roundup: new OLED TV is above and beyond

For nearly 15 years, has tested thousands of products all to help consumers buy, use, and understand electronics, appliances, and now cars. This week we tested a whole bunch of sexy TVs and cameras, some yawn-inducing fridges and cooktops, and a luxury car.

Samsung KN55S9C Curved OLED TV Review

It’s finally here: The Samsung KN55S9C Curved OLED – one of two OLED TVs available in the U.S., the other being the LG 55EA9800. If you don’t know what OLED technology is, educate yourself. Then read our review of the Samsung S9, which is now the top-tested TV on

There’s no way around it, the S9 is expensive (MSRP $8,999.99). But still $6,000 less than LG’s competing OLED display. And it certainly performs above and beyond any other TV we’ve seen. Black levels are essentially perfect-that is, completely black, with no incidental light emission whatsoever. Equally impressive is the contrast, which doesn’t falter even in a brightly lit room, meaning the Battle of Hoth will look great even on a bright wintery afternoon. Finally, the design is impeccable. You may find yourself hypnotized by the demo photos before remembering you can watch actually TV on this sucker.

Nikon Coolpix A Digital Camera Review

If it were the only large-sensor compact on the market, we’d heartily recommend the Nikon Coolpix A (MSRP $1,099.95) for photographers who want excellent image quality in a pocketable camera. Unfortunately for Nikon, buyers have a lot of options these days, and the Coolpix A is outclassed. It’s a beautifully designed compact that takes gorgeous photos thanks to its 16-megapixel APS-C image sensor and 28mm f/2.8 lens. But it’s not nearly as flexible as a camera like the Ricoh GR, which is superior is virtually every way, and still somehow costs $300 less. We’d pick a handful of other cameras before this one-photographers who are willing to spend this much on a camera demand excellence these days.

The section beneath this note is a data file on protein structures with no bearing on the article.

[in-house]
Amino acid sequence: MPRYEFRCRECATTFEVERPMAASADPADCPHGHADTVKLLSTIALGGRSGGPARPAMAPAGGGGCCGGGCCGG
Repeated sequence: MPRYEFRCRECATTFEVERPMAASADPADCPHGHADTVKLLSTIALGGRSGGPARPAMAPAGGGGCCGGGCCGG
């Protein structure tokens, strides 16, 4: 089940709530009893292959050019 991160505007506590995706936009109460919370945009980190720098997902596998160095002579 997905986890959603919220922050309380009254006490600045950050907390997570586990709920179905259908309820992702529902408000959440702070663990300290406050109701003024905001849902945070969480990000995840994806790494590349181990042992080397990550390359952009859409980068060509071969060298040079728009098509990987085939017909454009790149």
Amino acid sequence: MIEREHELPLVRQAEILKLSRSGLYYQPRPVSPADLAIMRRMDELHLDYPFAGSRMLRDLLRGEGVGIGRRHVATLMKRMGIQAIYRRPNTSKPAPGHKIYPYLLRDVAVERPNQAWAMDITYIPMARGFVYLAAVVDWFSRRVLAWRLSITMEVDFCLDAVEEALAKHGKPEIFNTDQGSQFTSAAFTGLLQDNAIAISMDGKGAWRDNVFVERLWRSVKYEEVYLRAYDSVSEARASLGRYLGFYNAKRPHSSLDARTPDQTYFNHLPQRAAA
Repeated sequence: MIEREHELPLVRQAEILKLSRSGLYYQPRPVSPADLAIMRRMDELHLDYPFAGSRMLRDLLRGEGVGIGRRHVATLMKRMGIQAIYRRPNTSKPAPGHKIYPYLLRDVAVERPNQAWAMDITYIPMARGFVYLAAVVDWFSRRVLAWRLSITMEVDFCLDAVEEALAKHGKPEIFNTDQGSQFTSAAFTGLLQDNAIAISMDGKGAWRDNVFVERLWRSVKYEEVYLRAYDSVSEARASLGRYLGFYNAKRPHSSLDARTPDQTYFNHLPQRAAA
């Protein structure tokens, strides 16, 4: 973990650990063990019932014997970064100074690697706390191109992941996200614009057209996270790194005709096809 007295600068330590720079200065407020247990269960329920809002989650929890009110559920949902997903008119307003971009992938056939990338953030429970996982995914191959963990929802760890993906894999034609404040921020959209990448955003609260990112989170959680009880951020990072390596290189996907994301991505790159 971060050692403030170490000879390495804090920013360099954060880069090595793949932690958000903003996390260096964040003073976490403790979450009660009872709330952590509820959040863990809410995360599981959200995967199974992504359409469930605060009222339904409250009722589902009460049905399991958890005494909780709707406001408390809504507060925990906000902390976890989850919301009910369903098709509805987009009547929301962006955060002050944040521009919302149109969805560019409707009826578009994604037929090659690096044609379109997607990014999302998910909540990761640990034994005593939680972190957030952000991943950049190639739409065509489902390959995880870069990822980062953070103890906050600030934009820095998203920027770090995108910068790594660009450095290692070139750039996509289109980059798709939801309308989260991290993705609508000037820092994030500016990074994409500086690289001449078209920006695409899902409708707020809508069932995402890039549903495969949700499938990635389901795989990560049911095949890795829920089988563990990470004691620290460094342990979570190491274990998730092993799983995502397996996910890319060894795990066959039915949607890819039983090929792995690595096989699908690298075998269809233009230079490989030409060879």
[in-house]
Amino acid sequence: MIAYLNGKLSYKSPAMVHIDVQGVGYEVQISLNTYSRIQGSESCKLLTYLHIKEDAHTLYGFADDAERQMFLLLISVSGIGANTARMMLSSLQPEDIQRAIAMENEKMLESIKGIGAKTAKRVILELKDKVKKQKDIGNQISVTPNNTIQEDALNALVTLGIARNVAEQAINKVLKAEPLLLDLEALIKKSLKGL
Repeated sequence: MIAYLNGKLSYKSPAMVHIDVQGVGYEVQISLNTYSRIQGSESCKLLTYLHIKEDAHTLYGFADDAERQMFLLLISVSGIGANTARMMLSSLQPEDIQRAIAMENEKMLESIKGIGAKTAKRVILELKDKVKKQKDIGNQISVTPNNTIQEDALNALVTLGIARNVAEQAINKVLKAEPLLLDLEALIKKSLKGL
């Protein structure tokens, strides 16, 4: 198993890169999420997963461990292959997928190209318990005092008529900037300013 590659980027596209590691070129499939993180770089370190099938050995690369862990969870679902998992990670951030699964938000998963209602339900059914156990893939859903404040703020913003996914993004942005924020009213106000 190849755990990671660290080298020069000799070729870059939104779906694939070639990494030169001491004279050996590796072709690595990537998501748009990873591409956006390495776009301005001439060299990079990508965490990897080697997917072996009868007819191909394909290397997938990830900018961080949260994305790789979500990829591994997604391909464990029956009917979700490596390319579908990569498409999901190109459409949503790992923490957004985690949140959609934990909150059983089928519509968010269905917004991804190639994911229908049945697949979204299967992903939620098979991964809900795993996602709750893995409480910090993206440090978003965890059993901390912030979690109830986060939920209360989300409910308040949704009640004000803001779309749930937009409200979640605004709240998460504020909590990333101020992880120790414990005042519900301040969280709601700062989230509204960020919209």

2013 Lexus LS 460 AWD: Invisible Touches

The 2013 Lexus LS 460 is a study in piecemeal improvements over three decades of research and development. The attention to detail is everywhere, and the engineering top-notch. It’s true that the LS 460 has been surpassed by its competitors in a lot of key categories-including on-board tech, style, and plain old driving enjoyability-but it’s a well crafted machine that holds its own. Another caveat: price. The LS starts at $72,140, and can easily break $110,000 with options.

Kenmore 41152 Refrigerator Review

A straightforward side-by-side from a straightforward appliance brand, the Kenmore 41152 will keep your food cool, period. If you’re somewhat bored by the design, you should admire the price; it can be found for as low as $1,150. That investment will get you a fridge with consistent temperature performance and impressive efficiency to save you even more money in the long run. It doesn’t have a lot of nifty features, but the price and dependability should more than make up for that minor shortcoming.

Asus Taichi 21 Laptop Review

The Asus Taichi 21 is advertised as the world’s first dual-screen laptop/tablet hybrid. That may be, but when it comes to consumer tech, innovation is nothing without good execution, and the Taichi is poorly executed. It’s a solid performer, and slimly designed, but the touch response is inconsistent to the point of being infuriating. We were also disappointed by the battery life, as it lasted a little over 3 hours with basic web browsing and a half-lit screen. If you really like the idea of dropping $1,600 on a hybrid laptop-tablet combo, go ahead. But we weren’t too impressed.

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Copyright 2013

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